The FDA has approved an Alzheimer’s drug that slowed the rate of cognitive decline in clinical trials without using an advisory committee. The high drug cost — priced at $26,000 per year, Eisai said — combined with strict restrictions on reimbursement by US government-funded health schemes will severely limit the number of patients able to access the medicine, at least for now. What is going on here?
ALS is a fatal neurodegenerative condition that affects chewing, talking, and walking, progresses to paralysis, and culminates in respiratory failure, typically within three to five years. An estimated 30,000 Americans live with ALS, sometimes called Lou Gehrig’s disease. On Sept. 29, the Food and Drug Administration approved Relyvrio from Amylyx Pharmaceuticals. It’s the first ALS medication to be approved in five years and only one of three currently prescribed to patients to slow the progression of the disease, but should it have been approved?
Accelerated Approval allows for early access to drugs and biologics based on initial evidence of safety and effectiveness, while confirmatory studies required to verify clinical benefits are ongoing. Do patients care? No.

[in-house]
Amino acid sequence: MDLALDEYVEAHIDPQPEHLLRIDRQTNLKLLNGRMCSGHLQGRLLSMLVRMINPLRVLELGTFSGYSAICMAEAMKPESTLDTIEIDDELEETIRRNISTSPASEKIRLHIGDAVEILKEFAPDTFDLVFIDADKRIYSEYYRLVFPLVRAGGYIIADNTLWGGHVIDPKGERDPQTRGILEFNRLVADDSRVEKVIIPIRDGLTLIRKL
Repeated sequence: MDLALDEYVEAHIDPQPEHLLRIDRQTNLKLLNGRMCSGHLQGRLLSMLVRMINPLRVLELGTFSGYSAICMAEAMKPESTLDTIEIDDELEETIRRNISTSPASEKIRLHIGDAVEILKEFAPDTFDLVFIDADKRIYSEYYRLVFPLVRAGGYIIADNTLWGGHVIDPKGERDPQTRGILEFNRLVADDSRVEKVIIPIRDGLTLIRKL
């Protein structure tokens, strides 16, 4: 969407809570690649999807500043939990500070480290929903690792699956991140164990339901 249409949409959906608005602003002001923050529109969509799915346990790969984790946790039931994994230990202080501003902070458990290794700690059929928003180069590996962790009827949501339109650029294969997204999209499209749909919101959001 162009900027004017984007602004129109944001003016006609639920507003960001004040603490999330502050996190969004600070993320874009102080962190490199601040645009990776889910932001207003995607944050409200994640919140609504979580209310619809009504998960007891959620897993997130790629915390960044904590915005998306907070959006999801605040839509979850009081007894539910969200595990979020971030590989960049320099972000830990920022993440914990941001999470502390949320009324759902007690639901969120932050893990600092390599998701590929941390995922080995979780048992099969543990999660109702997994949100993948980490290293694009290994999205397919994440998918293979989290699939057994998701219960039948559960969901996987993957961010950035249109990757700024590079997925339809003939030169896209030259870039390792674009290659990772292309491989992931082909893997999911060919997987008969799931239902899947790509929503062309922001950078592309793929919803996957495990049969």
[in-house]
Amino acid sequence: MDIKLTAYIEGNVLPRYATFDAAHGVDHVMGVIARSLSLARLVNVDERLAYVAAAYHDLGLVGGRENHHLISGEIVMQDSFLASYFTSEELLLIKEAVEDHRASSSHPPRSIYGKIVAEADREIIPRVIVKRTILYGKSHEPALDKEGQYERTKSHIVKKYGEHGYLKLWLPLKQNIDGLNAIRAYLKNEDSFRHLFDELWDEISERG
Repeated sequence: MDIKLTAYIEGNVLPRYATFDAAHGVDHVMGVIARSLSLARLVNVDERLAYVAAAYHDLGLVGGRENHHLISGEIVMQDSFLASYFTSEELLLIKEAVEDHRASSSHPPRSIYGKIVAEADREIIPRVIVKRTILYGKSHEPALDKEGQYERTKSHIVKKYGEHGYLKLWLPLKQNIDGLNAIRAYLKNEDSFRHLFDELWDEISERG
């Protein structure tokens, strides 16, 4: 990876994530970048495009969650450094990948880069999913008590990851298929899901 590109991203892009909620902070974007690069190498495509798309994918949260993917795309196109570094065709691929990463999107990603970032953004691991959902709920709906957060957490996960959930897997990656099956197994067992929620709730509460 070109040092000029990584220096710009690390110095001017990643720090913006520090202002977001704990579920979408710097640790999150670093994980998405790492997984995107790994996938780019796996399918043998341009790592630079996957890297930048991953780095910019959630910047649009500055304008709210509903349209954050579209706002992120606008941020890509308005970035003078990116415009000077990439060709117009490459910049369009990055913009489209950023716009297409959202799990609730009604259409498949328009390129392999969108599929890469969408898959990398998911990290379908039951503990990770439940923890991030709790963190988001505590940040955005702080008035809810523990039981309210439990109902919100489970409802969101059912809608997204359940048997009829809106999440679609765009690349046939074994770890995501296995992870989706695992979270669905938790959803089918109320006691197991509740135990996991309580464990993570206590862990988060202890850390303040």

- The FDA has many puzzled as to why they approve some drugs with questionable data and ask for more data on other drugs.
- The FDA approves drugs on the potential to save a life, the cost of the drugs is never considered in the process.
- The FDA has been under criticism, but an internal investigation will focus on approval processes, not “why” a drug was approved.
- Our healthcare system cannot continue to support marginally effective drugs. We need to learn to say NO.
- Drug companies know how to play the system.
SUMMARY: The approval of Biogen’s Alzheimer’s drug, after its advisory panel turned it down, begs the Inspector General to open an investigation into the FDA. Biogen’s $56,000 drug is proof that it was never about the science; it’s about a lifesaver for a sinking company. In the meantime, caregivers are going to put their hope in a drug that doesn’t work and in garbage science with cherry-picked data.
SUMMARY: The FDA wants to look at how certain brand names affect consumer and health care providers’ perceptions about the efficacy and the medical conditions for which they’re indicated. This is just another example of how clueless the FDA is regarding patient behavior and prescription drugs.
QUICK READ: In a major development, a Japanese pharmaceutical company has started the final stages of human trial for its antiviral flu drug to treat COVID-19. But will their clinical trials meet the criteria for new drug approval for the FDA if successful?